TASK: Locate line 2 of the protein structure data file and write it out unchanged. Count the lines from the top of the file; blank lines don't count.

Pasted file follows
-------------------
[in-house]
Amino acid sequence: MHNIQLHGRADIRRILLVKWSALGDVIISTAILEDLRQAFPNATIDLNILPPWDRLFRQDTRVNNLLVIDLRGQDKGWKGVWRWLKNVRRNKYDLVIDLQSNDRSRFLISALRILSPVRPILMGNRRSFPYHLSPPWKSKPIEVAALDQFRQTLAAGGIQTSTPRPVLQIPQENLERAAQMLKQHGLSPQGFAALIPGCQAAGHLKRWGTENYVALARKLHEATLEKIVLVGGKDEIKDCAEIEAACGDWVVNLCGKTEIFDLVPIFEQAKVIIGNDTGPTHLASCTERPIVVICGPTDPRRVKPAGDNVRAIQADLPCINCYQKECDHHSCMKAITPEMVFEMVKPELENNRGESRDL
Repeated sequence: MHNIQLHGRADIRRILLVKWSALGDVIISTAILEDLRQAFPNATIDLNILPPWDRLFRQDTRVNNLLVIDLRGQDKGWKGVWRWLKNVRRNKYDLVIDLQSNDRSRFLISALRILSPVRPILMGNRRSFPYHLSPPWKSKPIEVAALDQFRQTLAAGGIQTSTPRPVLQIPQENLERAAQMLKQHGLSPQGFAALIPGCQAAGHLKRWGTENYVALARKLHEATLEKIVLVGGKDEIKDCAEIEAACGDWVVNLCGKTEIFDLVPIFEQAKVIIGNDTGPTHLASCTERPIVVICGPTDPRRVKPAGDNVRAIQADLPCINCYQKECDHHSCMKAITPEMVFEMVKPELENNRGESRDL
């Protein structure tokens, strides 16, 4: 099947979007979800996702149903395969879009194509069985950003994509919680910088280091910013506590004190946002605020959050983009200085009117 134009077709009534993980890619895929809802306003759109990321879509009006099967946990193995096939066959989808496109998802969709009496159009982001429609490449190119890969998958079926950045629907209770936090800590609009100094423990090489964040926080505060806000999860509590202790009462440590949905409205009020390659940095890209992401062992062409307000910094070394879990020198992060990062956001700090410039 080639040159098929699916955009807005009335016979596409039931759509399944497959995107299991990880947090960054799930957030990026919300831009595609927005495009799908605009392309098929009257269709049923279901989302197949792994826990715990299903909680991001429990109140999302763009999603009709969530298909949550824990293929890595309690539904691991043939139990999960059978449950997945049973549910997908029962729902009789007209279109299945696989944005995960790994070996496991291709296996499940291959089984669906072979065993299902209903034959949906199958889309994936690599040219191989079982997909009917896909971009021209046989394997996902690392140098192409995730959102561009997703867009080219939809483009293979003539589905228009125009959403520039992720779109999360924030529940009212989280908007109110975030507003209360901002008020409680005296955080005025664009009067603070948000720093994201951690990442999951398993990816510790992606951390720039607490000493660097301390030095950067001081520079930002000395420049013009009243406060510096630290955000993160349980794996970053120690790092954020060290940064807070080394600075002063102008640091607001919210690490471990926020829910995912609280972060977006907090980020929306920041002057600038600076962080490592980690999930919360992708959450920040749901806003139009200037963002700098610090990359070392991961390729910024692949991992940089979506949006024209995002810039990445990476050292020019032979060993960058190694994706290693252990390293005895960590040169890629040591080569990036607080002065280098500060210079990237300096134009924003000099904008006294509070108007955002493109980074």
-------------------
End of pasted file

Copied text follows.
Amino acid sequence: MHNIQLHGRADIRRILLVKWSALGDVIISTAILEDLRQAFPNATIDLNILPPWDRLFRQDTRVNNLLVIDLRGQDKGWKGVWRWLKNVRRNKYDLVIDLQSNDRSRFLISALRILSPVRPILMGNRRSFPYHLSPPWKSKPIEVAALDQFRQTLAAGGIQTSTPRPVLQIPQENLERAAQMLKQHGLSPQGFAALIPGCQAAGHLKRWGTENYVALARKLHEATLEKIVLVGGKDEIKDCAEIEAACGDWVVNLCGKTEIFDLVPIFEQAKVIIGNDTGPTHLASCTERPIVVICGPTDPRRVKPAGDNVRAIQADLPCINCYQKECDHHSCMKAITPEMVFEMVKPELENNRGESRDL